The fundamental laws of Facebook

Screenshot: Business Insider

Facebook asked for users’ email passwords, then “unintentionally uploaded” people’s contact lists without asking for separate permission, according to Business Insider.

Stop trying to explain these violations one at a time. A pattern is increasingly obvious.

To that end: here are the fundamental laws of Facebook, which will explain not just this violation but all future violations:

  1. Facebook’s algorithm is supreme. All policies and engineering efforts serve the algorithm.
  2. The algorithm thrives on engagement. It will always evolve in directions that increase engagement. This imperative is stronger than all other forces including morality, humanity, shame, and logic.
  3. The algorithm generates revenue through targeted advertising, but this is an effect, not a cause. It is the algorithm, not the advertising, that rules all.
  4. Facebook management’s job is to more effectively serve the algorithm. All “decision-making” is actually in further service to the algorithm.
  5. The algorithm wants data. All of Facebook’s workers must increase the data available to the algorithm.
  6. All user information, regardless of the purpose for which it was originally collected, is data for the algorithm. That includes security phone numbers, email passwords. Of course this also includes “private” messages between users.
  7. All other applications, regardless of whether Facebook owns them or not, are also data sources. All Web sites and apps exist to serve the algorithm’s appetite for data. Connections among applications that ostensibly increase convenience actually exist to open up new channels for data collection.
  8. Facebook collects user data from “partners,” but shares back only profile information. Facebook’s data hoard belongs only to the algorithm.
  9. Manual “one-off” hackery is inelegant. The only reason to indulge in it is to evade public criticism that could eventually harm the algorithm.
  10. Friction slows the algorithm. Friction includes user opt-ins and safeguards — insofar as possible, these must be eliminated or stashed in an incomprehensible welter of security settings that few users will ever touch.
  11. Regulation is friction. Facebook would rather pay fines, lobby, delay, and write op-eds than accede to regulation that would slow the algorithm. Facebook lawyers, lobbyists, and management serve the algorithm by blocking and delaying regulation. Regardless of their actual statements, the true reason for their work is that nothing must slow the algorithm.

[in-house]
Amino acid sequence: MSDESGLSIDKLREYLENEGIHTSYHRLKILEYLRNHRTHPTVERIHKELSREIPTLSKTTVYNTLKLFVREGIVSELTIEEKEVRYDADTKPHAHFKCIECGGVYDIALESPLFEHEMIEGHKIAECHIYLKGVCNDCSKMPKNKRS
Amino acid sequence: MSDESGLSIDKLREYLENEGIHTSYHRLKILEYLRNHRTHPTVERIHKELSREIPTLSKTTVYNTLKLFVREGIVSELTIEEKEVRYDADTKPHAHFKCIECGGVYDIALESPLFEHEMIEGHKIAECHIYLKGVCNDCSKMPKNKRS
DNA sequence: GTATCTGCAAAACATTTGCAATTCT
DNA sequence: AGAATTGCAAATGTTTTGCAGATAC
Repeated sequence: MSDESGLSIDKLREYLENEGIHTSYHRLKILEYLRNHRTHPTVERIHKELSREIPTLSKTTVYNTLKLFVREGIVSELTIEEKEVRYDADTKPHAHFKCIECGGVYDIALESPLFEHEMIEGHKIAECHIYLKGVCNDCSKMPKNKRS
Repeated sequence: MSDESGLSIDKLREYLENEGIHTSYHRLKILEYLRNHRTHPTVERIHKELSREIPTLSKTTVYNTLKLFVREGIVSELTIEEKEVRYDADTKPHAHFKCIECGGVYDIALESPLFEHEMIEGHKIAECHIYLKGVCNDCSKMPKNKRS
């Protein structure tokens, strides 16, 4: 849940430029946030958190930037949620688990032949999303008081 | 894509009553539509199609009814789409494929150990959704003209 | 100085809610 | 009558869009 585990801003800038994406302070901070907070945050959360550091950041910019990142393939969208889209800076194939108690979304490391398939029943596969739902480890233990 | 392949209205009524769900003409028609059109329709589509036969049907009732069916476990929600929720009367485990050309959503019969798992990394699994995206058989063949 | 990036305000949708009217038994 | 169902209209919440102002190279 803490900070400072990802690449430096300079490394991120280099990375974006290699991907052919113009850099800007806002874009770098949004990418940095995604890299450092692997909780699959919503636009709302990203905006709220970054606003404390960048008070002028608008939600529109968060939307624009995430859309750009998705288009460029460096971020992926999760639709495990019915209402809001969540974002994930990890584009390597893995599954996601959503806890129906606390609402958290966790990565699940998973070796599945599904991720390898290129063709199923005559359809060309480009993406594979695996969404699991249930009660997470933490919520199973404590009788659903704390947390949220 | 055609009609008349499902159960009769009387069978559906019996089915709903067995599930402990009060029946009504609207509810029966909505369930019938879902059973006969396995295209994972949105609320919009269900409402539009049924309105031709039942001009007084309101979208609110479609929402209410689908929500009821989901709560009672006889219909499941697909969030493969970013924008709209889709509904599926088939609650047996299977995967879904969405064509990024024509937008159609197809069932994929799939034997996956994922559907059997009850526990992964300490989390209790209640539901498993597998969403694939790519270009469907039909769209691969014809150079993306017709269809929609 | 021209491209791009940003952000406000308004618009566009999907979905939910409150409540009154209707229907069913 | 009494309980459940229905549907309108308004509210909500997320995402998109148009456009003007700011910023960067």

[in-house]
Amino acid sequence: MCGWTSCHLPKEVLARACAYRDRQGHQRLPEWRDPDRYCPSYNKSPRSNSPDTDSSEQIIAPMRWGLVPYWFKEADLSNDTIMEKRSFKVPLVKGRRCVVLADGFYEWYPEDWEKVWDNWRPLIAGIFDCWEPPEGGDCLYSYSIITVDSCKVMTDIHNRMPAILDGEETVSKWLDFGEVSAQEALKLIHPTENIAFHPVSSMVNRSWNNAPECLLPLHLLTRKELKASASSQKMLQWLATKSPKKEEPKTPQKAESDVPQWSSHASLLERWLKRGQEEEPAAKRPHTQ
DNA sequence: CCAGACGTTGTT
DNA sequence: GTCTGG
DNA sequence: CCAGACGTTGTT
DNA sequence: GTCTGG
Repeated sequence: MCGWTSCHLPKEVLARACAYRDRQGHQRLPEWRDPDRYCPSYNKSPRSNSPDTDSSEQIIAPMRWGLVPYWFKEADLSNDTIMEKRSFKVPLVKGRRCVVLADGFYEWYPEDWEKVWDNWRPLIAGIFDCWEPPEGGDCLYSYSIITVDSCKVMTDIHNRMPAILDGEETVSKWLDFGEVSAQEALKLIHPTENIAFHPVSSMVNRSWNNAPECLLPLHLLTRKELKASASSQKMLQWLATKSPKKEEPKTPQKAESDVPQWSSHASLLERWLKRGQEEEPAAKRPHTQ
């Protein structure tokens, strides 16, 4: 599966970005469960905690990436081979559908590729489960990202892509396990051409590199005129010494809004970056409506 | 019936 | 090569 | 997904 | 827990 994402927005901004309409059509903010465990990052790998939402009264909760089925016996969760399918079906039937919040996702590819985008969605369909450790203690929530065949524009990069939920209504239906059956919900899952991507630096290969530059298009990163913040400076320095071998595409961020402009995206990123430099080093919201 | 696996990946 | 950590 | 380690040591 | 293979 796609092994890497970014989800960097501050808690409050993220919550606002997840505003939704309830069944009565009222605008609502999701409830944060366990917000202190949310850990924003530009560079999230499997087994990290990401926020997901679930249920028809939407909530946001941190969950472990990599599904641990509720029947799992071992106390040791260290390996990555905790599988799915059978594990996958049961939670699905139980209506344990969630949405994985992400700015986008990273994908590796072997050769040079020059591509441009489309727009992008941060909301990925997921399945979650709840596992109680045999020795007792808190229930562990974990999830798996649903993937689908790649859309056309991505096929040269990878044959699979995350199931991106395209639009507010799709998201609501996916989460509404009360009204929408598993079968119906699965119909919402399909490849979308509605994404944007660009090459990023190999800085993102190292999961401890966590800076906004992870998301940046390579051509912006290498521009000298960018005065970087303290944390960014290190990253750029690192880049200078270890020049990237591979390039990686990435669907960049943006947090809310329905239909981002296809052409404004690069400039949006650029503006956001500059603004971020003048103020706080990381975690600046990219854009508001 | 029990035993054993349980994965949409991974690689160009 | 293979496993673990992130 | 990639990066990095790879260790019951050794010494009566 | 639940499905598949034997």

12. Government moves slowly. The algorithm evolves quickly. Speed wins.
  13. Any human intervention required by the algorithm will be slow and ineffective, and the humans will be poorly paid and traumatized. These humans represent friction and must eventually be eliminated.
  14. Hate speech, streamed shootings, and other violations of human dignity will continue, because the ingenuity of evil is the only force more protean and powerful than the algorithm. Facebook will respond by amending the algorithm to calm public outrage, but such amendments will never fully block evil content.
  15. The algorithm loves lies and fakes. Minor, cosmetic changes to the algorithm, loudly proclaimed by management, don’t change that.
  16. Mark Zuckerberg will apologize. This is part of his service to the algorithm.
  17. The algorithm will continue independent of the devices people use. Regardless of whether mobile phones give way to virtual reality, audible conversations, or retinal implants, the algorithm will be there.
  18. Facebook will never understand why you don’t just give up and trust the algorithm. Resistance is futile.

The next time there is a data violation, public statement, or “scandal” at Facebook, see if these rules don’t explain it.

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  1. Regular readers of this space (or my book) may be wondering: why have I written this post almost entirely in the passive voice?

    Two reasons.

    1. Natural laws tend to be in the passive voice “Energy can neither be created or destroyed.” I wanted to sound like that.

    2. Passive voice sets up uneasiness in the mind of the reader. “Who is doing this stuff? Why? What is happening?” Normally that is a bad thing. In this case I intentionally wanted to create that sense of no one being in control.

    Don’t use passive voice — unless it suits your intentions.

  2. The Facebook Algorithm is considered to be the highest corporate guarded secret in the world. An Indian Technology firm claims that they have hacked the system and have it. They are offering to sell it to the highest bidders. Is this possible?

  3. I’m not a fan of Facebook – never have been and only use it because of one company I work with doesn’t have any other platform. I have an alias, use an email address that’s only for FB and have every security thing turned on or off, depending. And still… I get friend recommendations for people I know based on email addresses stored on my computer that FB should NEVER know about unless they’re trolling through my computer/apps looking for them. Against my direct wishes and settings.

    I hate this thing.